Finally, someone has polled Iowa again. It had been 21 days since a highly credible poll had surveyed the state, but a new Quinnipiac Poll released this afternoon confirmed what many on the ground have thought: it’s all tied up. Literally, exactly tied.
Both Clinton and Trump stand at 44% in the new poll, with Gary Johnson coming in with 4% of likely voters’ support. Many had wondered where the Iowa race would stand after the Access Hollywood tape and three debates played out. The state has been trending much more Republican than usual this year, so even while Arizona and Georgia have moved into toss-up status, most expected Iowa to remain in a tight contest.
However, the most interesting numbers in the Quinnipiac Poll is the early vote. Clinton leads Trump by a substantial 61% to 27% among those who have already voted. That’s a significant improvement in the early vote margin of 2012. That election ended with Barack Obama taking 59% of Iowa’s early vote, while Mitt Romney claimed 39%, a 20-point spread. Clinton is ahead right now by 34 points, if this poll of the early vote is correct.
Republicans may yet turn out more early voters in the final stretch than Democrats do, though Democrats have a few thousand more outstanding ballots than Republicans. 62,749 Democratic ballots remain in the field, while 59,292 Republican ones have yet to return.
What’s most noteworthy is how that 34-point advantage for Clinton compares to the current returns by party registration. Registered Democrats have accounted for 46% of the current Iowa vote, with registered Republicans at 34% and registered No Party voters at 20%. If Trump is really only winning 27% of the early vote, that would mean that not only did the vast majority of No Party voters go with Clinton, it would mean that a decent amount of the Republicans didn’t even voted for Trump.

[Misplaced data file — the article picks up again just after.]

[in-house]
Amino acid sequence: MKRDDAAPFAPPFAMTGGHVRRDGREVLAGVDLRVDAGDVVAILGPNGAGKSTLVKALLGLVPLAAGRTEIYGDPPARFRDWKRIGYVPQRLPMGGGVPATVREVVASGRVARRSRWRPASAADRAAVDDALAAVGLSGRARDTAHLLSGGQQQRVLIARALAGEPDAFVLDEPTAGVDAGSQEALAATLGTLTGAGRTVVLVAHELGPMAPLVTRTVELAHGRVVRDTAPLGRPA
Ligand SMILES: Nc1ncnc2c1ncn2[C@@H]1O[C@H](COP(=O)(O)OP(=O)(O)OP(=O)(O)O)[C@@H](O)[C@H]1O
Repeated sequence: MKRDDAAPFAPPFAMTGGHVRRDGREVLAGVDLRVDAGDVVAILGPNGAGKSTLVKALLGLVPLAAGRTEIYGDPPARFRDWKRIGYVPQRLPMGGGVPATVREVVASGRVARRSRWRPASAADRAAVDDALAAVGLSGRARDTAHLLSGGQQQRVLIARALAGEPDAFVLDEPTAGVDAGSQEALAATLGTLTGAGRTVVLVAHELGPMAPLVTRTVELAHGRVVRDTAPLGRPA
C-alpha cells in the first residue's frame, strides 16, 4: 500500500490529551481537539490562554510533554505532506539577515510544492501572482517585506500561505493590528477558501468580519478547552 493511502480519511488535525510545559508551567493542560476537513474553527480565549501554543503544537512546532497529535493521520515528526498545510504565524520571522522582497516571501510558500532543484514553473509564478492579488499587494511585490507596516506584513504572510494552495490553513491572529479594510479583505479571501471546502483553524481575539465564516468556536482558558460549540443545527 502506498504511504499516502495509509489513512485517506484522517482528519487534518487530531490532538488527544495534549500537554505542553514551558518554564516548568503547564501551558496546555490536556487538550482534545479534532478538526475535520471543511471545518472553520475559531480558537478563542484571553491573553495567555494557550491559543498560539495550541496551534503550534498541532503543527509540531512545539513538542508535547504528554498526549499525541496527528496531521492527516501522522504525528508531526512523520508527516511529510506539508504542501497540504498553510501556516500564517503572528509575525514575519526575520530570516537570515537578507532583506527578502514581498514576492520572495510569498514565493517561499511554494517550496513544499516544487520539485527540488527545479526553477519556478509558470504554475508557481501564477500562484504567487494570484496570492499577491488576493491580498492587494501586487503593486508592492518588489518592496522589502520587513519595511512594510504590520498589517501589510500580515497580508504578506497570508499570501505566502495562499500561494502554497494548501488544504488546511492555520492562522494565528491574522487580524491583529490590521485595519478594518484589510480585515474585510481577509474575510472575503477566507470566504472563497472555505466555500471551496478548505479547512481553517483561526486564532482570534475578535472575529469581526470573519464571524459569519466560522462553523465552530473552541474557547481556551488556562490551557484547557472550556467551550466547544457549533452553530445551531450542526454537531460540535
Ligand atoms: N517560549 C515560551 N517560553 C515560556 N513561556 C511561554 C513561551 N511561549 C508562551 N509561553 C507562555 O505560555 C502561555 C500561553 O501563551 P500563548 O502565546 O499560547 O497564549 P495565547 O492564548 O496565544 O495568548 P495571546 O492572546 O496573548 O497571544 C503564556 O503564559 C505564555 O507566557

For many cycles, Democrats have excelled at identifying No Party voters who lean Democratic to turn them out early. Registered Republicans made up 32% of the early vote in 2012, when Romney got 39%. No Party voters accounted for 26% of the early vote and Democrats 42% of it, so obviously more No Party voters backed Obama to get him to 59% of the early vote share. That appears to be happening again.
Of course, anytime you take a smaller sample size within a poll, the margin for error is greater. So it’s possible that Clinton’s early vote margin is a little exaggerated. Or she may be ahead by even more. Regardless, it’s a very promising sign for the Clinton campaign organization in the state that they may be winning the early vote by an even larger margin than Obama did in 2012.
That’s despite the fact that registered Democrats are requesting absentees and voting at a slightly lower rate than 2012. Democrats are currently running at 88% of the requested absentees compared to this point in 2012, while standing at 85% of Democrats voted. Republicans are right at the same amount of voters who have requested ballots as of this point in 2012, and are at 91% voted.
There’s a few other interesting findings in the poll. 17% of Democratic men are backing Trump, while 7% of Republican women are going with Clinton. Overall, 9% of Democrats are breaking for Trump, as 6% of Republicans are crossing over for Clinton. Independents are a perfect split at 40% each. Clinton is also only winning white college educated voters by a 47% to 43% margin.
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by Pat Rynard